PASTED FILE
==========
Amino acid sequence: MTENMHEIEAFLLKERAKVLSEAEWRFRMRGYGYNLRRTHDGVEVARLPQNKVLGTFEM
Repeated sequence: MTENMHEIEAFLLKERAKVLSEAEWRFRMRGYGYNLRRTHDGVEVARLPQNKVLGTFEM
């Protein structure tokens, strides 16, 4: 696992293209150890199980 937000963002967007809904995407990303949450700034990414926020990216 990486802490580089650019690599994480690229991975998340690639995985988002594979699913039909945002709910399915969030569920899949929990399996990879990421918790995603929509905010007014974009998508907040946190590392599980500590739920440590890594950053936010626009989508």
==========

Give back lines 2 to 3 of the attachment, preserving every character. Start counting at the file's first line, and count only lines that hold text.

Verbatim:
Repeated sequence: MTENMHEIEAFLLKERAKVLSEAEWRFRMRGYGYNLRRTHDGVEVARLPQNKVLGTFEM
């Protein structure tokens, strides 16, 4: 696992293209150890199980 937000963002967007809904995407990303949450700034990414926020990216 990486802490580089650019690599994480690229991975998340690639995985988002594979699913039909945002709910399915969030569920899949929990399996990879990421918790995603929509905010007014974009998508907040946190590392599980500590739920440590890594950053936010626009989508």